BACKGROUND INFORMATION:I'm just back from a western Mediterranean cruise on MSC Poesia. I've traveled extensively including more than twenty cruises, on almost all of the past and present cruise lines with the exception of the luxury brands. When I consider cruises, I give high priority to the ports of call. MSC's European cruises tend to be port-intensive (that is, few "sea days") and some have unusual itineraries. That's why in 2008 I booked the MSC Orchestra's Eastern Mediterranean cruise, after which I posted a review on Cruise Critic. I booked the MSC Poesia's April 23rd 2011 8-night sailing from Barcelona, because I had never seen Barcelona, and I had only been to one of the other ports on the itinerary: Genoa, Malaga, Cadiz, Lisbon, Gibraltar, and Alicante. I liked this itinerary because there was only one "sea day," although some of the port calls were just half a day. The price for this eight night cruise was very affordable, under $900 per person double for a balcony cabin including port taxes and government fees. Having cruised on MSC previously, I didn't hesitate to make my reservation. It's a good thing I didn't wait because the cruise promptly sold out. On both of my MSC cruises, I was pleased that the median age appeared to be about 40. On some other cruise lines, I've found the median age to be in the 60s or 70s, which made me feel out of place. I hope this review helps prospective passengers, especially Americans, understand the value they will receive for their cruise dollar if they select MSC. I've attempted to focus on facts, minimizing adjectives, so that you can make your own judgment whether MSC is right for you.TRAVEL TO PORT OF EMBARKATION:I flew Air France, nonstop from Washington Dulles airport to Paris Charles de Gaulle, with a connection 110 minutes later to Barcelona. (On the way back I had a two-day stopover in Paris with no additional airfare.) In the next paragraph, I explain how to take an express bus from the Barcelona airport into the city for 5.3 Euro, Metro within the city for 1.45 Euro and a bus from the city to the port for another 2 Euro. (At the time of my trip the Euro was worth about $1.50, so multiply each of these by one and a half for dollar equivalents.) Only about 150 passengers embarked in Barcelona. Almost all of the passengers joined the cruise in Genoa and stayed on a day longer than I did, when the ship next called at Genoa. Other passengers sailed from Malaga round trip, and some did a roundtrip from Alicante. To my knowledge, other cruise lines aren't this flexible about embarking and disembarking. I think it's a good idea to pick a cruise that begins and/or ends in a port that you want to spend some time sightseeing -- and schedule your flights to arrive a couple of days before the cruise and/or to stay a couple of days after.HOTEL INFORMATION:Based on traveler reviews on another website that I don't think I can mention here, I selected a hotel in Barcelona with a radioactive name, U232. The hotel is called that because it is located at #232 Urguell St. (Calle Urguell). Online I got a rate of 130 Euro per night double, including a full (not continental) breakfast. U232 is located in the Eixample neighborhood, about a 20 minute walk from the Gothic Quarter/Las Ramblas. From the Barcelona airport I took the Aerobus, about 5.3 Euro, to the second stop at Gran Via and Urquell. From there it was a nine block walk. U232 is a block and a half from the Hospital Clinic metro. I used the metro several times and was easy and the trains run frequently, about every five minutes. It costs 1.45 Euro per trip. Multi-ride tickets and unlimited tickets are also available. On the day of the cruise I took the metro to Dressanes station, walked to the base of the Christopher Columbus monument, and took the T3 bus, at 2 Euro, directly to the ship. Altogether it took 45 minutes.STATEROOM:I usually book an inside cabin to save money, but for this cruise MSC was offering very good prices on balcony cabins so I went for that. My cabin was large enough for the two twin beds made up as a king bed, two small nightstands each with three small drawers, a small desk with two drawers, a small upholstered chair without arms, an ottoman, and a small cocktail table. There was a minibar/refrigerator. The closet had plenty of hangers for two passengers, and a set of six medium size drawers as well as a safe. I saw another balcony cabin that had a loveseat size sofabed instead of the upholstered chair, so either that cabin was three feet longer than mine, or that bed was a queen rather than two twins made up as a king. From the deck plans, it does not appear that MSC has a wide variety of cabin sizes on its ships. There are only a few suites. I didn't see one. Probably MSC keeps its prices down by keeping cabin sizes relatively small so they can have more passengers in the same overall space as cruise lines that have larger overall cabin sizes. The balcony was just large enough for two chairs with arms and a small table. With the sliding glass doors and the transparent balcony panel, the cabin didn't feel at all claustrophobic. The bed was very comfortable and all I had to do to get extra pillows was to ask the cabin attendant. As is typical for European hotels, no wash cloths were provided. No bar soap was provided, but they did have a liquid soap pump at the sink and liquid shampoo and soap dispensers in the shower. I don't think any of the cabins have bathtubs. As for smoking, it is prohibited on balconies, "discouraged" in cabins, permitted on one side of certain lounges/casino and one side of the pool deck. Everywhere else on the ship, smoking is prohibited.SHIP INFORMATION:The Poesia is almost new and looks it. The dining rooms and lounges are decorated to the same standard as Holland America and Celebrity's newest ships. To answer questions I've seen on various threads: There is no self service laundry on board. Laundry and dry cleaning are available at hotel prices. They offered a special -- up to 30 pieces of laundry for 20 Euro. I didn't send anything to the laundry so I can't comment on the quality. There is an internet cafe and they charge 4 Euro for the first ten minutes, then 0.20 Euro for each additional minute. Connection speed was fine. They offer wifi in the public areas (and you may get a signal in your cabin - if not, you can connect your computer by cable under the TV in the cabin). I didn't ask about the price of the wifi or connecting by cable in the cabin. As for cell phones, when you are at sea on any cruise ship and use your cell phone, you are almost certain to be charged a high per minute fee because your call is using satellites. I don't think the cruise lines own the satellites and I don't think the charges show up on your cabin bill at the end of the cruise. Rather, the charges will probably show up on your cell phone bill as a roaming charge. From discussions with passengers on other cruises, I've heard that it can be $5 per minute regardless of your usual cell plan. You may want to research this before you cruise, particularly if your teenagers will be on the cruise and are accustomed to incessant texting. DINING:The food on MSC is predominantly Italian. By Italian, I mean authentic Italian, what you would be served in a trattoria in Italy, not what you get at Italian theme chain restaurants in the US. You will not get a big plate spaghetti with a red tomato sauce and meatballs. You will not get a chopped, breaded veal cutlet with tomato sauce and melted cheese. You will not get a dozen jumbo shrimp on fettuccine Alfredo. Nor is MSC's cuisine like the mainstream American style cruise lines. You will not get a sirloin steak, prime rib, loin pork chops, shrimp cocktail, lobster, baked potatoes, or big wedges of layer cake or cheesecake with strawberry or cherry sauce. That is just not how Europeans eat. On the other hand, if you like the food in European cafes, MSC is a treat. Typical appetizers at lunch or dinner included avocado with seafood, smoked marlin, mozzarella and tomatoes, mussels, ham and cheese quiche, lightly battered fried shrimp, marinated octopus, salt cod fritters, smoked salmon with shrimp, and cold slices of veal on field greens. At dinner there always was a salad, which one night was mixed field greens, another night spinach with quail eggs, another night romaine with asparagus. There was a soup course and a course of pasta or risotto, varying daily. Main dishes included various fish filets (including sole and tuna), slices of leg of lamb, slices of pork loin, slices of beef in a sauce, filet mignon, rib lamb chops, game hen, duck in orange sauce and vegetarian dishes. Meat and fish portions were about 6 to 8 ounces and garnished with vegetables and potatoes. For each course, there were two or three choices, and there always was the option of a tossed salad, a chicken breast, beef paillard (I'm not sure what that was) or steamed fish. Lunch buffets offered a wide range of choices. The appetizers and entrees being served for lunch in the dining room were also available on the buffet. In addition, on the buffet every day there was pizza, pasta, hamburgers, hot dogs, french fries, cold cuts, breads, salads, and desserts. There was an ethnic corner which one day had Indian curries, another day beef and pork fajitas, another day chili con carne with beans and vegetable burritos, and another day moussaka, pork kebobs and spanikopita. I'm not sure what the other days' ethnic choices were because I had lunch in the dining room. At lunch and dinner there were two or three choices of desserts -- typically, small slices of European tarts, not American style pies and cakes. Ice cream was available at no charge in the dining room. There was an extra charge "gelateria" on the pool deck that I didn't try. The pastries and breads, including the croissants and brioches at breakfast, compared favorably with those of any restaurant or pastry shop anywhere in Europe. The lunch buffet was open until 3:00. From 4:00 to 5:00 there was tea with sandwiches and pastries. There was no dinner buffet, although I understand MSC is phasing in dinner buffets. From 5:00 until dinnertime, which varied from night to night but could be as late as 9:00 p.m. for the late seating, if you were hungry you could get a limited number of items from room service -- Italian antipasto plate, Mediterranean chicken salad, chicken Caesar salad, smoked salmon sandwich, tuna salad sandwich, ham and cheese sandwich, egg salad sandwich, grilled vegetable salad, cheese plate, fruit plate, dessert. The room service charge for one item was 3 Euro, for two items 5 Euro, plus 15% service charge. Also, from 8 p.m. to 10 p.m. you could get pizza delivered to your cabin for 7 Euro. According to the daily program, around midnight each night, some food, like pizza or sandwiches, was served in the lounges. One night during the cruise they had a big midnight buffet, but I didn't stay up. Coffee and tea were available at the buffet and in the dining room at no extra charge. Fruit juices were available at breakfast at no extra charge. Sodas were available from the bars at a charge. A word about water: Tap water was available at the buffets for free but in the dining room, only bottled water was available. The liter (approx. quart) bottle was 2.42 Euro including service charge. In the dining room, wine was available by the bottle, with prices starting at 16 Euro. In addition, you could get a 500 ml (approx. 16 ounce) carafe of one white wine or one red wine for 7 Euro. 15 % service charge is added to all wine and to bar drink prices. If you bought a bottle of wine and didn't finish it, they kept it for you and brought it to the table the next night. There were two "extra charge" restaurants. One was Japanese themed, called Kaito Sushi Bar. They offered sushi (ten pieces of nigiri for 15 Euro; 8 pieces of nigiri, 1 maki, 9 pieces of sashimi for 26 Euro; soups, noodles and rice dishes from 3.50 to 5.30 Euro; tempura and teriyaki mostly 10.50 Euro; desserts from 2.80 to 4 Euro). I did not dine there. I went by one evening around 8:30 and only two tables were filled. The other "extra charge" restaurant was called L'Obelisco Restaurant and it was set up at night where they had the buffet during the day. It was Italian themed, a la carte. I looked at the menu one night and they were offering three courses for 20 Euro. Six or eight tables were filled. The people were dressed up, so perhaps they were celebrating special events and wanted a more private setting with more personalized attention from the waiters than they would get in the regular dining room. I did not dine there so I can't compare the food with the main dining room.ACTIVITIES: There were trivia games (translated into five languages), dance lessons, cooking demonstrations, wine lectures and wine tasting, bingo, contests, etc. . . . The "animation" team, young staff members who ran these activities, were very enthusiastic and got a lot of participation from the passengers. CHILDREN'S CLUB: There was a children's club, and lots of kids on board because of Easter vacations. I didn't observe the club or its activities. The children all ate with their parents, which meant they came to the dining room for dinner regardless of age (unless they got room service, see above).SERVICE:Service in the dining room was prompt and courteous, as on other mainstream cruise lines. One night the waiter couldn't find the wine bottle that I had bought the night before and had only consumed part of; when I called the maitre d' over, he quickly solved the problem by bringing a full bottle of the same wine. I had a few short interactions with the front desk staff, who were cheerful, helpful and efficient. The excursion staff did not push the ship's tours; while pointing out the features of the ship's tours, they also described what a person could see on his or her own. By the third time I went to the excursion desk, one of the women recognized me by name and recommended a tour for the next day based on what she remembered from our discussion of what I had enjoyed on a previous day's sightseeing. A word about tipping: MSC, like most mainstream cruise lines, automatically adds a daily service charge to your cabin bill. On Mediterranean cruises it's 7 Euro (about $10) per person per day. You can ask to have it removed and they will comply. (I observed that happening.) However, 1. the crew members are mostly from very poor countries, predominantly Indonesia, working for very low wages, and rely on the tips to support their families; 2. even if you tip the people that you think gave you excellent service, like your cabin steward, waiter and assistant waiter, you are inadvertently "stiffing" the other staff members, including those who set up and take down the buffets and the waiters and assistant waiters who serve you at breakfast and lunch, where tables are not assigned; and 3. if you can afford to take a cruise, and the airfare to and from the cruise, you can afford to tip for the service you receive. Just as service is not included in restaurants in the US, it's not included in the cruise fare on MSC or most of the other cruise lines. Think about just how much you would tip on three meals a day and you will see that 7 Euro is a bargain because it also covers the cabin attendant and many unseen staff who make your cruise enjoyable.ENTERTAINMENT:Because the passengers on MSC's Mediterranean cruises come from many countries, speaking German, Italian, French, Spanish, Portuguese, Serbo-Croatian, etc. as well as English, the entertainment must be primarily non-verbal. (A comedian would have a hard time telling each joke in five languages.) The shows were all about 45 minutes. The first night the show was opera selections sung by a soprano and a tenor, accompanied by a trio (piano and two violins). The second night was a variety show with several dance numbers (one very imaginative showing only the dancers' hands in gloves with black light), a male soloist singing Broadway show tunes, an acrobat/strongman, a juggler, and a can-can production number. The third night the show was a combination of singing, dancing, acrobatics, gymnastics, aerialists and special effects. I skipped the show the fourth night; it was "Stars on Broadway." The fifth night was another variety show with dance production numbers, a juggler, a magician, and gymnasts. The sixth night was opera selections and some other classic songs, sung by the same soprano and tenor as the first night, plus a third female singer; they were accompanied by the trio described above. The seventh night was an American theme song and dance review, with acrobat/strongmen and a rodeo rope twirling expert. (Is there a name for that?) The eighth night was a combination of elements of the previous shows -- singing, dancing, acrobatics, an aerialist, gymnasts, and opera. In addition to the shows, there was live music and dancing every evening in five different lounges, all but one of which continued past midnight. PORT & SHORE EXCURSIONS:BARCELONA: Barcelona is known for its modernistic architecture (particularly the Gaudi buildings) and street scenes. If you take a cruise in and/or out of Barcelona, be sure to allow at least two or three days for exploration. Plan at least half a day for a visit to Parc Guell, designed by Gaudi as a private garden for a wealthy subdivision that never was built. The park, with its fanciful pavilions with stone arches imitating palm trees, is a UNESCO world heritage site. It is impossible to describe in words; you may want to research it online. Also allow half a day to visit Mt. Tibidabo with its funicular railway to the top for fantastic views. It amazes me that cruise passengers sometimes arrive at the port of embarkation mere hours before their cruise, when that port may be the most interesting on their itinerary. (Not to mention the risk of missing the cruise if a flight is delayed or a connection is missed.) The passengers on my cruise who embarked in Genoa, Malaga or Alicante only got a half day port call in Barcelona.GENOA: I took the ship's half day tour to Portofino, which involved a 45 minute bus ride followed by a 15 minute ferry boat ride from Santa Margherita Ligure to Portofino. The tour gives you two hours to explore Portofino, returning to the ship by lunchtime. The particular day I went on the excursion was Easter Sunday, and two MSC ships were in port in Genoa. Some miscues with the local tour company resulted in us standing and waiting half an hour for the bus at the beginning of the day, and again in Santa Margherita. The bus also could not bring us to the terminal where our ship was docked. We had to walk from a parking lot about five minutes away. After lunch I walked into the old port area of Genoa, which is another UNESCO world heritage site. Other attractions, which I had seen on a previous trip to Genoa, include an aquarium, a maritime museum, various palazzos and art museums, and the monumental Staglieno Cemetery, which I cannot describe adequately here. I encourage you to research it online or in a guide book if you have the opportunity to visit Genoa. On my previous trip, I took a city bus, line 34 from Staz. Principe (which I think means the main train station) right to Staglieno. MALAGA: In Malaga, I took the ship's 99 Euro 7-hour excursion to the Alhambra Palace, also a UNESCO world heritage site. The Alhambra is not to be missed despite the two hour (each way) bus ride from Malaga. The tour left at 1:15 p.m., and returned around 8:15 p.m. MSC set up a buffet dinner so those of us with the early dinner sitting didn't go hungry.CADIZ: I didn't take an excursion in Cadiz because the historic city center is an easy walk from the port. I especially enjoyed the gardens along the northern and western seafronts. Cadiz dates back to 1100 BC and also is where Spain's constitution was proclaimed in 1812. The narrow streets are charming.LISBON: The ship docked 8 km (5 miles) from the center of Lisbon. For those like me not taking the ship's excursions, MSC offered shuttle service for 10 Euro (all day roundtrip). The shuttle stop in town is very near a large square along the river. I think the square is called the Placa de Comercio. In a corner of the Placa is a large entrance to the Metro, marked Terreiro do Paco. I went into the Metro station and bought an all day pass for all the buses, metro and trams for 3.95 Euro. I did not ride the Metro or buses, but I did take tram #28 to the castle, Castelo de S. Jorge, built by the Moors in the mid-11th Century. Admission is 7 Euro and there is plenty to see, including a museum that I didn't take the time to visit. After the castle, I got back on the #28 tram, rode it in the same direction to the end of the line, got off, got back on, and rode it the other direction to the Bairro Alto neighborhood, where I had lunch at an outdoor restaurant -- whole grilled Dorado fish with potatoes, fresh beans, bread and bottled water for less than 10 Euro. Then back on tram #28 to go back to where I first got on. Then I walked a few blocks to the Elevador de Santa Justa, an outdoor wrought iron structure about ten stories high, built over 100 years ago that contains two elevators up to a platform with an excellent view of all of Lisbon. The elevator ride itself was free with the all day transit card I had bought. I was satisfied to look around on the level where the elevator left me off, viewing the city through a chain link fence. If I had wanted to walk up the flight of stairs to the viewing platform it would have been another 1.5 Euro. GIBRALTAR: The Gibraltar port call was on the day of Will and Kate's wedding, so it was a holiday. It was a short port call, 2:00 p.m. to 6:30 p.m. (It was scheduled for 2:30 arrival but we got there early.) I didn't take any of the ship's excursions. Instead, I visited the "rock" on my own. The ship docked about a twenty minute walk from the town. A local shuttle company offered round trip transportation for 4 GBP (pounds), about $7 but I walked. I continued to walk through the town, along the main street, to the base of the cable car. I paid 24.50 Euro for a ticket that included the cable car to the "Top of the Rock," as well as admission to the other attractions that are available on the walk down (which took about 2 hours with minimal time spent at each attraction -- I could have spent more time at the attractions and still made it to the ship on time but I wasn't sure how long the walk was). Here's what you can see along this route: At the Top of the Rock, a viewpoint from which you can see all of Gibraltar, as well as Spain and on a clear day (which wasn't the case for me), Morocco. Then a one km. (half mile) walk to St. Michael's Cave (steep steps and low lighting, but very interesting). Then another one km. (half mile) walk to the center of the area where a group (family? herd?) of Barbary Apes live. There are plenty of them and they are, unfortunately, not afraid of people. They jump on people and try to open their backpacks. They steal ice cream cones from children's hands. They climb up to the tops of cars. They cause traffic jams. They are fun to watch. Then a 2 km. (1.5 mile) walk to The Great Siege tunnels and WW II Tunnels (you can see antiaircraft guns), then a short walk to the Moorish Castle (you can climb all around inside). The town had all kinds of shops, from expensive jewelry to tee shirts. Shoppers probably would be happy to stay in the town while nonshoppers would enjoy the sights. What I missed by not taking a bus or taxi tour was the south side of Gibraltar with a mosque and a lighthouse that is the southernmost lighthouse in Europe, called Point Europa. However, I did get to see these as we sailed out of Gibraltar. That side of Gibraltar, and the uninhabited side on the East, are the most recognizable. (Think about the bank that uses "the Rock" as its logo.)ALICANTE: This was another afternoon port call, and I didn't go on an excursion from the ship. There was a free shuttle from the cruise ship terminal to the maritime terminal next to the Melia hotel, at the edge of the town. From the town you can walk all the way up to the Santa Barbara castle, but I decided to pay 10 Euro for the "Turibus," a hop on-hop off double decker bus that takes one hour to go around the tourist sites in Alicante. You can get off at any of the ten stops and get on a later bus. They run about fifteen minutes apart. In addition to the castle which dates back to the 9th century, you can visit the central market, the award-winning archaeological museum and various plazas. I especially enjoyed the castle, which is very extensive and beautifully built into the hillside. I walked down from the castle through the old part of the city to the maritime terminal to get the shuttle back to the ship.DISEMBARKATION:Disembarkation was easy. Suitcases had to be outside the cabin door by 2:00 a.m. I had to be out of my cabin by 8:00 a.m., after which I went to breakfast and waited in the designated lounge for my baggage ticket color to be called. At 8:45 I walked off the ship and into the terminal and my suitcase was there. Some passengers were checking their luggage, for a fee (I don't know how much) so they could do sightseeing in Barcelona before heading to the airport for later flights. Because so few passengers disembarked in Barcelona, MSC did not offer airport transfers. (Or if they did, I wasn't aware.) I took a taxi which cost about 38 Euro and took about 30 minutes. SUMMARY:Cruising the Mediterranean on MSC is a European experience. Travelers who appreciate European ambiance and cuisine should be very happy with MSC. American travelers who want to feel like they are still in the USA even when they are traveling abroad may prefer an American style cruise line (but should be expected to pay much more than they would on MSC).DISCLAIMER:I emailed the USA manager for MSC prior to my cruise to ask his assistance in getting the early dinner seating (I had been assigned the late seating). He sent an email to the Poesia's "hotel" manager who put me in the early seating and had a staff member expedite my embarkation in Barcelona. The same staff member gave me a tour of the bridge. As a past passenger on MSC I was invited to a captain's cocktail party on the last night of my cruise. None of the above influenced this review, as you will see that I have provided detailed, factual information with few adjectives and even fewer adverbs. Author Stephen King said that the road to Hell is paved with adverbs and I don't want to go there.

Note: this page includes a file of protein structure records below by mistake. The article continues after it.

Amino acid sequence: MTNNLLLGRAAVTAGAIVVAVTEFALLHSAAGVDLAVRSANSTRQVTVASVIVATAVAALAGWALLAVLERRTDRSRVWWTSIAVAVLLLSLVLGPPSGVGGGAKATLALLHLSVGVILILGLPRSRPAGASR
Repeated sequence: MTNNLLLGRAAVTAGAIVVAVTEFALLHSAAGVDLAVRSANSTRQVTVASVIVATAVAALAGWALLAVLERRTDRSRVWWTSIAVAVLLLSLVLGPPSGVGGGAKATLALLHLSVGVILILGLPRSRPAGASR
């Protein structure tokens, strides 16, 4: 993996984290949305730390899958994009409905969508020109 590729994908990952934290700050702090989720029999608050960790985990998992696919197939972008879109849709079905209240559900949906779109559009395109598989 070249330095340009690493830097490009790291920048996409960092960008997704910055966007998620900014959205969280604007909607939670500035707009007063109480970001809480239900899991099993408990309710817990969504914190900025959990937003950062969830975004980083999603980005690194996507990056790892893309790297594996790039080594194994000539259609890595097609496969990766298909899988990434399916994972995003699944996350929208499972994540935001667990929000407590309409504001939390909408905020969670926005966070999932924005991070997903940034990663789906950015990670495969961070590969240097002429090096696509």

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Cabin Review

Cabin 9045
My cabin was large enough for the two twin beds made up as a king bed, two small nightstands each with three small drawers, a small desk with two drawers, a small upholstered chair without arms, an ottoman, and a small cocktail table. There was a minibar/refrigerator. The closet had plenty of hangers for two passengers, and a set of six medium size drawers as well as a safe. I saw another balcony cabin that had a loveseat size sofabed instead of the upholstered chair, so either that cabin was three feet longer than mine, or that bed was a queen rather than two twins made up as a king. The balcony was just large enough for two chairs with arms and a small table. With the sliding glass doors and the transparent balcony panel, the cabin didn't feel at all claustrophobic. The bed was very comfortable and all I had to do to get extra pillows was to ask the cabin attendant.